• 0 Vote(s) - 0 Average
  • 1
  • 2
  • 3
  • 4
  • 5

Market Perspective

The following looks at some long-term history for the S&P 500 (since 1950).
I know most perspectives are based on things like P/E and earnings growth, but this is really just looking at past price history.
Any other opinions/perspectives to share?
Note that I am taking no action based on any of this.
[b]A. S&P 500 Price History:[/b]
Overall, the S&P 500 has grown exponentially (from 16.66 on January 3, 1950).  The price (without reinvested dividends) since early 1950 has grown about 147 times, for an annualized increase over 67.5 years of about 7.67% per year.  In the same period, CPI has grown about 10.4 times, for an annual increase of about 3.5%.  The "real" return on price (without dividends) has thus averaged about 4% per year.
If dividends were reinvested (not shown), the total return would be about 11.2% per year, or a real return (after inflation) including the reinvested dividends of about 7.4% per year.

B. The following is the same chart on a log scale:

It is interesting to note a few things:
1. Overall how close the price stays to the trend-line
2. The extended period from the late 1960s until the early 1980s when the market was relatively flat.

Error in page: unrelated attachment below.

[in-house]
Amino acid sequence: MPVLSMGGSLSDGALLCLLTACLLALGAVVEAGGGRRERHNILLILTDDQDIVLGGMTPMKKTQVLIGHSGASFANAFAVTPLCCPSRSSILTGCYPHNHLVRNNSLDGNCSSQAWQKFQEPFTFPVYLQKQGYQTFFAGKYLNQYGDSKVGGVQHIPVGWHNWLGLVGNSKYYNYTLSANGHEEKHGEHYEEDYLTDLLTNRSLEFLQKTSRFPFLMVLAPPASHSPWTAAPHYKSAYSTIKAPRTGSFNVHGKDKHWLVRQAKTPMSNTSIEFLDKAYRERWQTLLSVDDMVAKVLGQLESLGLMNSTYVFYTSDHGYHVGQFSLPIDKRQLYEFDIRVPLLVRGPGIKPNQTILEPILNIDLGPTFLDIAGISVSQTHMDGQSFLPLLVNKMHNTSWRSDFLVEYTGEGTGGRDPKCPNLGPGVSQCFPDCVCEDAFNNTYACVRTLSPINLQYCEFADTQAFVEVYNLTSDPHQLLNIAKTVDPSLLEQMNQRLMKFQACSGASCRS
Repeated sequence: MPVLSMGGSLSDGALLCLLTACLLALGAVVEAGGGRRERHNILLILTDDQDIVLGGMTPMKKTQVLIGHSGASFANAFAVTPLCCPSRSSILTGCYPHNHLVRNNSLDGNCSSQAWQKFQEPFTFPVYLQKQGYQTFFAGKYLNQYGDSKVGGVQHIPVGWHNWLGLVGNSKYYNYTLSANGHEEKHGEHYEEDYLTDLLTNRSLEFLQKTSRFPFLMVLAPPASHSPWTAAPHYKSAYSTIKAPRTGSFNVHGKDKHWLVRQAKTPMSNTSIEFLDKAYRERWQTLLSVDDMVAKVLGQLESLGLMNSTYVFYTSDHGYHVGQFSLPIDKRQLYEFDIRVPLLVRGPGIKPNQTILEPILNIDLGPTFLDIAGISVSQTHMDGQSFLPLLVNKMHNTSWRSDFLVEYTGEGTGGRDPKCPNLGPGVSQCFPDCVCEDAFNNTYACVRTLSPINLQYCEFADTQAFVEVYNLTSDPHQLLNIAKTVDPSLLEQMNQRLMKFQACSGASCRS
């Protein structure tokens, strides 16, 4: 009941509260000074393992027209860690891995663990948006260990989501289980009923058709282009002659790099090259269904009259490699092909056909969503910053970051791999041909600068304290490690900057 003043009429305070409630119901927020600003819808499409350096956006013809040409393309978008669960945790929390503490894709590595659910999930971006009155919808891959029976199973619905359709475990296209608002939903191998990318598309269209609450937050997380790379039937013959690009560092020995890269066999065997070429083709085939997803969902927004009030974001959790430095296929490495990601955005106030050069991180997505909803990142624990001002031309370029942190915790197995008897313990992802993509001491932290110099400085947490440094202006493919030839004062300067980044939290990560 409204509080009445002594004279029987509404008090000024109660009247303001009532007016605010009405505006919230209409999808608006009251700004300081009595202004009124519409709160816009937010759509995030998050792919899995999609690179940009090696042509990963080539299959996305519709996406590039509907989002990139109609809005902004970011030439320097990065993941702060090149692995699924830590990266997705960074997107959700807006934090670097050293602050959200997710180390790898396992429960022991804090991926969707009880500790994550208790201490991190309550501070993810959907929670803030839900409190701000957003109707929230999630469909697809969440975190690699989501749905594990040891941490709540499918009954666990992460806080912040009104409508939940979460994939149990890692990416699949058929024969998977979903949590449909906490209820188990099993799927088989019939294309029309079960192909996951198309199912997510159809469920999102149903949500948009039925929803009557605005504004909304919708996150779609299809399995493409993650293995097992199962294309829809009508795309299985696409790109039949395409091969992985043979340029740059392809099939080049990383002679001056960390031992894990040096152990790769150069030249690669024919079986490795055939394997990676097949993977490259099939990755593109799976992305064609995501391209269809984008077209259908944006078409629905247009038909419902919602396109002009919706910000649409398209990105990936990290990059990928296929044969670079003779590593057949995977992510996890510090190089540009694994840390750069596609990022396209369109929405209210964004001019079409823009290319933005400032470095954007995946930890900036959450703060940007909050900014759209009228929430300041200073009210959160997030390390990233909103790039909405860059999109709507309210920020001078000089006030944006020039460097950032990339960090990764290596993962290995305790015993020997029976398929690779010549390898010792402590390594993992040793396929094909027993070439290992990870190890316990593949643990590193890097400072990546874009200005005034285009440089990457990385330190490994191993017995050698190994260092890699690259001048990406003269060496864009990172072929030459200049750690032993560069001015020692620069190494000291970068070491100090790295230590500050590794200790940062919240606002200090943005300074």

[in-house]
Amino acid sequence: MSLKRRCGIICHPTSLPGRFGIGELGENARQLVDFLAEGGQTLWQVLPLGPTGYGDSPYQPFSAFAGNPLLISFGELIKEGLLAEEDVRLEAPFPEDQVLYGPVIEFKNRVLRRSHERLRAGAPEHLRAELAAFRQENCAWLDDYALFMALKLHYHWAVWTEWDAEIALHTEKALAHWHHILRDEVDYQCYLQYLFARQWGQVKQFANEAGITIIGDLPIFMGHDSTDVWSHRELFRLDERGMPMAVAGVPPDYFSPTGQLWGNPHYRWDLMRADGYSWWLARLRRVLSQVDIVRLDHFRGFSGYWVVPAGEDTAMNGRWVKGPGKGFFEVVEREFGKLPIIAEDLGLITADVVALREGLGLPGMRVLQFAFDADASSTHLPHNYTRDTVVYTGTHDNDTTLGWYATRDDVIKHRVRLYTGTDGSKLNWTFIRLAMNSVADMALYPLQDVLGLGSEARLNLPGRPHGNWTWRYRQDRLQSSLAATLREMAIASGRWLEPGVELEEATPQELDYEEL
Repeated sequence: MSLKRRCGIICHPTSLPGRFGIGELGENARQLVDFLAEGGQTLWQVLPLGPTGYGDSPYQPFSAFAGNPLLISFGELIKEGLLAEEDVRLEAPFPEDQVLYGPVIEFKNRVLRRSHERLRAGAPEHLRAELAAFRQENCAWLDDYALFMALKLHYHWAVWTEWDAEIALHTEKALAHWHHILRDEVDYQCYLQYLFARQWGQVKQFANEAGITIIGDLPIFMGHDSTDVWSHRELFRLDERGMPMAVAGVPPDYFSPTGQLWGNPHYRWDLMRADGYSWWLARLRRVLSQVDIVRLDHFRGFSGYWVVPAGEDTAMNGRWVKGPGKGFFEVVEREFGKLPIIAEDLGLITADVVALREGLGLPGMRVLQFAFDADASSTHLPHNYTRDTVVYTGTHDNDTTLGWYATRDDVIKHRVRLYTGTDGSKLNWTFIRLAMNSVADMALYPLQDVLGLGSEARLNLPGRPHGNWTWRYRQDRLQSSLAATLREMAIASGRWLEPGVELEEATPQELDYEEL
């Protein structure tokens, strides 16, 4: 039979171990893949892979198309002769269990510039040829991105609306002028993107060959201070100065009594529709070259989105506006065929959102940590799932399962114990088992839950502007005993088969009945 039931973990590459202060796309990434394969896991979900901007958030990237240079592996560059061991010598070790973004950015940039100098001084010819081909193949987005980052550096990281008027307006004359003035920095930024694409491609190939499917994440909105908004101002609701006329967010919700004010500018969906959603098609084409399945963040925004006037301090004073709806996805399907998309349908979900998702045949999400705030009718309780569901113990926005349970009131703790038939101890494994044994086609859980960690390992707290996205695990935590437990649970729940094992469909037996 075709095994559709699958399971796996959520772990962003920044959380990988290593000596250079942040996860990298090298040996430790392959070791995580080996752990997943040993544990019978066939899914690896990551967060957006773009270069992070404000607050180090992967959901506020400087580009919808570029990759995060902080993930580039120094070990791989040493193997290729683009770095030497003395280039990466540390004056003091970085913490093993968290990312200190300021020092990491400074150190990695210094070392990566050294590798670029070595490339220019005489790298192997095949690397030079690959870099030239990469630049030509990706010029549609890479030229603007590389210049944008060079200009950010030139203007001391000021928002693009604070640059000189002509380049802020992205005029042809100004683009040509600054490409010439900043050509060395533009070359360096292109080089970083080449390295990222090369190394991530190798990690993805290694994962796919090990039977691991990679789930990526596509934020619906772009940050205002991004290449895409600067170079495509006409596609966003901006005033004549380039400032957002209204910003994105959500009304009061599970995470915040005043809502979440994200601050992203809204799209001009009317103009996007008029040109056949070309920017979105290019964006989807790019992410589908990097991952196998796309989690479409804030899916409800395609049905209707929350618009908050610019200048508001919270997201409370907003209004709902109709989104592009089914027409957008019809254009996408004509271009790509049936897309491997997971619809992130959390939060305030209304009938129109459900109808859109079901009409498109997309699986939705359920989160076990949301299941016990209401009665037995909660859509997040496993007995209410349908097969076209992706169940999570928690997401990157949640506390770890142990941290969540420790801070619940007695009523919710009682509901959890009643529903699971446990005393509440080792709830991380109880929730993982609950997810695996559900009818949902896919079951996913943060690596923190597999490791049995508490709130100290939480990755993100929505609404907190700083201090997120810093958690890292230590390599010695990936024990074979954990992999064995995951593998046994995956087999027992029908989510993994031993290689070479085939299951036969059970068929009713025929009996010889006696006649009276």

3. The obvious bubbles in 2000 and 2008, as well other periods above or below trend.
4. The little squiggles can actually represent some significant changes (since it is a log scale)
5. From the chart it is not at all clear that we are in any kind of bubble now (July 2017).
I hope your chart and pattern interpretation fall at the long end of those historical values.  We need a good shot in the arm before the market falters. As long as past performance does not predict future results, we are at the mercy of chance or as some may call it "organized risk taking".
Thanks for the insight and information.  It is a feel good forecast - especially with all the negativity I hear.   Big Grin
Thanks for sharing the perspective. Do you also have the log chart for the "real annual return with dividend reinvested"? It'd be interesting how the trend-line looks like.
From the trend-line of annualized return- the "past past" did not seem to reliably predict the "past future" - so I doubt whether the past based on the annualized chart can be any indication of the "future". I personally find the "average annualized real return over X year period" chart (X = 10, 15, or 20) to be somewhat more comforting .

Forum Jump:

Users browsing this thread: 1 Guest(s)